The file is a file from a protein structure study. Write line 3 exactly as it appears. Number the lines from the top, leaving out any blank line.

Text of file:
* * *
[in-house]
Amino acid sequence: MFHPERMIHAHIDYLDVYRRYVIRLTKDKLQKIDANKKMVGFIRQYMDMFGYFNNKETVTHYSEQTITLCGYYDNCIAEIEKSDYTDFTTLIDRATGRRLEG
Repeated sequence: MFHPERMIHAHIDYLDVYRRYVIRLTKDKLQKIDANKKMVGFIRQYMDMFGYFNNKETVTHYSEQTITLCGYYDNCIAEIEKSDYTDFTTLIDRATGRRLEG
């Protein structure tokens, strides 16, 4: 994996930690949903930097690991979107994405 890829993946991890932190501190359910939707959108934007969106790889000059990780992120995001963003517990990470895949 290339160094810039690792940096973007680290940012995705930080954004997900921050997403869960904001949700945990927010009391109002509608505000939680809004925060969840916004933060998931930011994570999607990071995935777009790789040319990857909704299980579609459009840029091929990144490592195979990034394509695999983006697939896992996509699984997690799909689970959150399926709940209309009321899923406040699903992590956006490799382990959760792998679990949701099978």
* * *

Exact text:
Repeated sequence: MFHPERMIHAHIDYLDVYRRYVIRLTKDKLQKIDANKKMVGFIRQYMDMFGYFNNKETVTHYSEQTITLCGYYDNCIAEIEKSDYTDFTTLIDRATGRRLEG